Culminating months of increasingly eager anticipation, Canonical on Thursday released the final version of Ubuntu 11.04, also known as Natty Narwhal.
The free and open source Linux distribution, which entered beta about a month ago, is now ready for download for laptops, desktops, netbooks and servers from the project’s Web site, offering computer uses around the globe a no-cost, feature-packed alternative to Microsoft Windows and other operating systems.
Users of Ubuntu 10.10 will be offered an automatic upgrade to 11.04 via the Update Manager. Further information about upgrading can be found on the Ubuntu site.
“11.04 continues Ubuntu’s proud tradition of integrating the latest and greatest open source technologies into a high-quality, easy-to-use Linux distribution,” the project team said in its press relese.
Standard maintenance updates will be provided for Ubuntu 11.04 for 18 months, through October 2012. The current Long Term Support (LTS) version is Ubuntu 10.04, with another one expected in April 2012. The next major release following Ubuntu 11.04 will be 11.10 “Oneiric Ocelot,” which is slated to arrive in October.
From GNOME to Unity
I’ve already looked fairly extensively at Natty Narwhal, including both a slideshow and a detailed report on some of its key features.
Certainly the most widely discussed new feature in Natty is its Unity interface, which first made its debut in Ubuntu 10.10’s Netbook Edition last fall. Offering a multitouch-enabled alternative to previous Ubuntu versions’ traditional GNOME interface, Unity mimics the clutter-free look of many mobile operating systems.
When it’s downloaded, Ubuntu 11.04 will automatically determine if the user’s graphics card supports Unity. If not, the software will provide a “classic” experience instead.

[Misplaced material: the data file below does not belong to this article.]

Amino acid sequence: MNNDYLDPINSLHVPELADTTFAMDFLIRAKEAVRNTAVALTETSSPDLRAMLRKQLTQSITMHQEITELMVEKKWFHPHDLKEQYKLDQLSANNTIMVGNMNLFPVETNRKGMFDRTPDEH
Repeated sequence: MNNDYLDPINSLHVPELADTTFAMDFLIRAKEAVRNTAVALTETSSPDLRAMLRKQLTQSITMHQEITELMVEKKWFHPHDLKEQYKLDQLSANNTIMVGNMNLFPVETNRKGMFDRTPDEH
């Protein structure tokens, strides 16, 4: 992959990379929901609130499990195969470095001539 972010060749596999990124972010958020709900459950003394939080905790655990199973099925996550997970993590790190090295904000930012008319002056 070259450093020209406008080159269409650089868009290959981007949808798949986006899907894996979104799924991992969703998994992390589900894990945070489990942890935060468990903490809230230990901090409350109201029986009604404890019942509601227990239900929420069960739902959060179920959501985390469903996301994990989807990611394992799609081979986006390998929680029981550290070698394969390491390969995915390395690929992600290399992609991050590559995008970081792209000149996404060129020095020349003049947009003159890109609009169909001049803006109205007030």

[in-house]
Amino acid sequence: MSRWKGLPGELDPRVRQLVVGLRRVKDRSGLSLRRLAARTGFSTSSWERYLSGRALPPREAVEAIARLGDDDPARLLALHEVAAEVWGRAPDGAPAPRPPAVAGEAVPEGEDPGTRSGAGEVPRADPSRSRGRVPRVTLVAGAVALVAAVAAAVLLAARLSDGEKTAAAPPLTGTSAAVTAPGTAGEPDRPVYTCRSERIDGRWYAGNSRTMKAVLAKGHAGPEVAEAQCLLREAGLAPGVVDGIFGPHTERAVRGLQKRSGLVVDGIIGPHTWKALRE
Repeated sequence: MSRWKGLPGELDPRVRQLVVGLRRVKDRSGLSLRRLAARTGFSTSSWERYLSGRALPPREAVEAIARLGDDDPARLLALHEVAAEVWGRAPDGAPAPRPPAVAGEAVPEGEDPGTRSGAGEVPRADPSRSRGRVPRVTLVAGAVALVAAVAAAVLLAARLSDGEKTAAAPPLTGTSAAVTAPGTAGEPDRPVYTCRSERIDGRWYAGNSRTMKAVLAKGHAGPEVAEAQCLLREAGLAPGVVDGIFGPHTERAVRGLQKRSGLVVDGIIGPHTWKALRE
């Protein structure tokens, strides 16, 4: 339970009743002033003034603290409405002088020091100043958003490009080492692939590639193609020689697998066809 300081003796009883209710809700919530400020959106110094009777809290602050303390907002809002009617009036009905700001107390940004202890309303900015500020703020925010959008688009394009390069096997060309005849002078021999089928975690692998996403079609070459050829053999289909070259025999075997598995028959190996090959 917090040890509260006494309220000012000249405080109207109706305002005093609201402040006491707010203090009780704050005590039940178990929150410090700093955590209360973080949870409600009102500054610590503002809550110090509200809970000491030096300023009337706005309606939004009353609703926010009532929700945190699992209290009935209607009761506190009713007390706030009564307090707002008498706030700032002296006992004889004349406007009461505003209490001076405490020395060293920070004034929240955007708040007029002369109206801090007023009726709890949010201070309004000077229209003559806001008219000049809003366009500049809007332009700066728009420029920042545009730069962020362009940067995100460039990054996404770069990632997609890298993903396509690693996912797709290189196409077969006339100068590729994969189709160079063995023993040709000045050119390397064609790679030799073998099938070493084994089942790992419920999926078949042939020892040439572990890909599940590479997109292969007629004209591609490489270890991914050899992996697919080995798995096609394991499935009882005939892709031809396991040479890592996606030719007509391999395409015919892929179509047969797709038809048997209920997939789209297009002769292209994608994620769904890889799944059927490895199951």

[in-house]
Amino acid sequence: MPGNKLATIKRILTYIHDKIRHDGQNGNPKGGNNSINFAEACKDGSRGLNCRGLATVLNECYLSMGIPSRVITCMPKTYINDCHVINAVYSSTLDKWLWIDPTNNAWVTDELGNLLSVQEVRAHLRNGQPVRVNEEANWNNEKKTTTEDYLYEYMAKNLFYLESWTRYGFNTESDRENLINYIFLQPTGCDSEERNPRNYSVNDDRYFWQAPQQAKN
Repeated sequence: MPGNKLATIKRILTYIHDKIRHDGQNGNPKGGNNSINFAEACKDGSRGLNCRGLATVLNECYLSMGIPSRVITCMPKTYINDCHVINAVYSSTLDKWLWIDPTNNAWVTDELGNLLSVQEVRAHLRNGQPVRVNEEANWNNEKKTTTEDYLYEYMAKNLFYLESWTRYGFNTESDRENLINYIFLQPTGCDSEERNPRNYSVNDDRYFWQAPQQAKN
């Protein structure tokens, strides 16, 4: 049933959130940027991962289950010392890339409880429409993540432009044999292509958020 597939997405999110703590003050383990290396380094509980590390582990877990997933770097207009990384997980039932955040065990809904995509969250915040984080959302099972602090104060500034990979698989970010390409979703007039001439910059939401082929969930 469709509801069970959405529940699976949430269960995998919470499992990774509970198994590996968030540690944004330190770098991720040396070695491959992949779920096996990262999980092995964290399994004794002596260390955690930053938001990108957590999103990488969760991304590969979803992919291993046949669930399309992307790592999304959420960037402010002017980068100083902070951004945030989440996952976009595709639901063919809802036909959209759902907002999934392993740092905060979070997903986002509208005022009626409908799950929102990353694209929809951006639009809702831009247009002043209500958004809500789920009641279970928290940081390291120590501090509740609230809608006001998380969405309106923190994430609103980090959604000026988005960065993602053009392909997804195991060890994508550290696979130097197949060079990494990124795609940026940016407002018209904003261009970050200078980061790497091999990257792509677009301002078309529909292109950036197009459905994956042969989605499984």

Regardless of their hardware, users can also choose the classic experience if they prefer it.
Free Trials in the Cloud
Search has also been integrated into Natty Narwhal such that users need only enter a few letters into the top search bar in Ubuntu’s Dash feature and it will list files, folders and applications in terms of those used today, yesterday and recently, making it easier for users to find what they need.
On the server side, Ubuntu Server 11.04 has made it easier both to provision servers and to reduce power consumption, the project team says. Ubuntu Server 11.04 for UEC and EC2 also has a new kernel and improved initialization and configuration options.
Another first in Natty Narwhal is that Canonical is offering free one-hour trials of the software in the cloud, making it easier than ever to get a taste of the operating system without committing anything in advance.
An overview of the release’s features and new additions can be found on the Ubuntu site.
There’s little doubt this has been the most closely watched Linux release of all time, and I’m expecting it to captivate more new users than any other. Now that the final release is here, why not check it out for yourself?